Validate Incoming Requests

Twilio requires that your TwiML-serving web server be open to the public. This is necessary so that Twilio can retrieve TwiML from urls and POST data back to your server.

However, there may be people out there trying to spoof the Twilio service. Luckily, there’s an easy way to validate that incoming requests are from Twilio and Twilio alone.

An in-depth guide to our security features can be found in our online documentation.

Before you can validate requests, you’ll need four pieces of information:

  • your Twilio Auth Token (found in your Dashboard)
  • the POST data for the request
  • the requested URL
  • the X-Twilio-Signature header value

Obtaining the last three pieces of information depends on the framework you are using to process requests. The below example assumes that you have the POST data as a dictionary and the url and X-Twilio-Signature as strings.

The below example will print out a confirmation message if the request is actually from Twilio.

from twilio.util import RequestValidator


validator = RequestValidator(AUTH_TOKEN)

# the callback URL you provided to Twilio
url = ""

# the POST variables attached to the request (eg "From", "To")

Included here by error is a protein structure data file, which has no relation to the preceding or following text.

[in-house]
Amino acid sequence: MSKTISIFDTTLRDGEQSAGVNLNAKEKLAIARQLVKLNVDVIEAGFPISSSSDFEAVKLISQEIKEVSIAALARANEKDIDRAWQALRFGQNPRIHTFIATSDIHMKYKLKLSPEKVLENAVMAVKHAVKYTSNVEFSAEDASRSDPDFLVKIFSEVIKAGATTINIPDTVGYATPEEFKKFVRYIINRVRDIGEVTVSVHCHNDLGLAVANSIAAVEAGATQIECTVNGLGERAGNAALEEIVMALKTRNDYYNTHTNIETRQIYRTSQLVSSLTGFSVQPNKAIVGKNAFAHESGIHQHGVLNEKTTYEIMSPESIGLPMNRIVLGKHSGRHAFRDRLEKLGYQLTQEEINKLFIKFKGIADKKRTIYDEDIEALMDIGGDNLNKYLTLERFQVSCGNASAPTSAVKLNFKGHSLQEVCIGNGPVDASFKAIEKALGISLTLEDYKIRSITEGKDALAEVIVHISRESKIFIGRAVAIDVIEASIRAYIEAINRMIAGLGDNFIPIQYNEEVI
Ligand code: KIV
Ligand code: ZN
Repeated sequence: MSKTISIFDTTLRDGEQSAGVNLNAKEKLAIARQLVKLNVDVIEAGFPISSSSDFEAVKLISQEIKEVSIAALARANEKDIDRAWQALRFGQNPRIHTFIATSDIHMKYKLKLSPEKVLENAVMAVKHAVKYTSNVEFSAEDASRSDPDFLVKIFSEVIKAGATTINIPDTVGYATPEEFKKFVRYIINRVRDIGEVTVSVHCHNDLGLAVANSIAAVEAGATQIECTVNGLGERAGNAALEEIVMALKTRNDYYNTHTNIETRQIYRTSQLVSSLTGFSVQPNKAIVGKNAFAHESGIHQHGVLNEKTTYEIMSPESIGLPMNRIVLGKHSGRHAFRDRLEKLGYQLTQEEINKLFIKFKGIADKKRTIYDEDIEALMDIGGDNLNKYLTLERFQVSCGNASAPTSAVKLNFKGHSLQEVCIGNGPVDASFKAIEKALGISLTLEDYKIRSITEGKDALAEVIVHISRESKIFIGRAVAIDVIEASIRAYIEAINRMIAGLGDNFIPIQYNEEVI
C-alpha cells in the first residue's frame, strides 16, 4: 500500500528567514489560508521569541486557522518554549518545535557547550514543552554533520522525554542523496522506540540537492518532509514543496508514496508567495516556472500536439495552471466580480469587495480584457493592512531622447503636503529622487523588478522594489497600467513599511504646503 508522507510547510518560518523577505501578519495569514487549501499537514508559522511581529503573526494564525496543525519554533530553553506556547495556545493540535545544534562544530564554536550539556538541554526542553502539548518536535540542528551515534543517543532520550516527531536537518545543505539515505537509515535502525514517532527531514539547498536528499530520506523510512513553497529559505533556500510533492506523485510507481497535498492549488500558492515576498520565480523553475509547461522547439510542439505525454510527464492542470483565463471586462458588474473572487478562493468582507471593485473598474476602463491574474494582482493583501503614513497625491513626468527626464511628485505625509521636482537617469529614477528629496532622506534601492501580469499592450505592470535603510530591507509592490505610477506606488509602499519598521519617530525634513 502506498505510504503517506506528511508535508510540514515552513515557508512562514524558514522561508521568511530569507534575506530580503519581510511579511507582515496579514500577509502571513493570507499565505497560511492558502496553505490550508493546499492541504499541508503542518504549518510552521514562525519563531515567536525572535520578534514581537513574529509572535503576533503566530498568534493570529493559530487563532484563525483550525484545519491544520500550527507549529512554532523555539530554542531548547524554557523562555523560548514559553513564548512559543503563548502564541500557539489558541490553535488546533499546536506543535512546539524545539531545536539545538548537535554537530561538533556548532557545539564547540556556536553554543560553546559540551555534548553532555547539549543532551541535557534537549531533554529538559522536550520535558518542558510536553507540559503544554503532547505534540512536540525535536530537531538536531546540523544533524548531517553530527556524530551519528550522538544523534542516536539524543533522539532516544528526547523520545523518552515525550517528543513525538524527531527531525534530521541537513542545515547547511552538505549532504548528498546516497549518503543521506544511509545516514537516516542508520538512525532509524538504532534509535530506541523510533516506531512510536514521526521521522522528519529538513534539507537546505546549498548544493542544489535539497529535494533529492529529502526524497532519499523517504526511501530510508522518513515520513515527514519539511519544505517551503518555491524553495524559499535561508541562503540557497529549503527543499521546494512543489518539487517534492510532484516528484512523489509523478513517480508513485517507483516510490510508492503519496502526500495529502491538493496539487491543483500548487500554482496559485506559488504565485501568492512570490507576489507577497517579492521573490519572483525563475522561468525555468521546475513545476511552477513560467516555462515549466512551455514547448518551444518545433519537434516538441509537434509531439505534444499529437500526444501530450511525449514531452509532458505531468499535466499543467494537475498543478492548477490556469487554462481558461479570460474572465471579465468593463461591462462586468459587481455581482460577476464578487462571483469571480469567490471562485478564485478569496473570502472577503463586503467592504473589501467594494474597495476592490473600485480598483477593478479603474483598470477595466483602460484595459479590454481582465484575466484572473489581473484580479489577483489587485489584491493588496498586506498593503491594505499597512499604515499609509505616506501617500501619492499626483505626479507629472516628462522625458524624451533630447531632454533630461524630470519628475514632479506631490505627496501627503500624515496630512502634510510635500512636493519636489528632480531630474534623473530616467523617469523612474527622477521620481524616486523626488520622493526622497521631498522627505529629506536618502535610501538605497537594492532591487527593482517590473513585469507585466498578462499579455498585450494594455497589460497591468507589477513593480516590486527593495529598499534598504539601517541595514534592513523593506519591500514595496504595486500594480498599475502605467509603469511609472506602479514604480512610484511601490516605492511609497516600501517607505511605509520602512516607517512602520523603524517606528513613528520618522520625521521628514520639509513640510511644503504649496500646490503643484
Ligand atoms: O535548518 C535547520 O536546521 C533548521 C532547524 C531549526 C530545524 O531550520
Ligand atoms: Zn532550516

post_vars = {}

# X-Twilio-Signature header value
signature = "HpS7PBa1Agvt4OtO+wZp75IuQa0=" # will look something like that

if validator.validate(url, post_vars, signature):
    print "Confirmed to have come from Twilio."
    print "NOT VALID.  It might have been spoofed!"

Trailing Slashes

If your URL uses an “index” page, such as index.php or index.html to handle the request, such as: where the real page is served from, then Apache or PHP may rewrite that URL a little bit so it’s got a trailing slash, such as for example.

Using the code above, or similar code in another language, you could end up with an incorrect hash because Twilio built the hash using and you may have built the hash using More information can be found in our documentation on validating requests.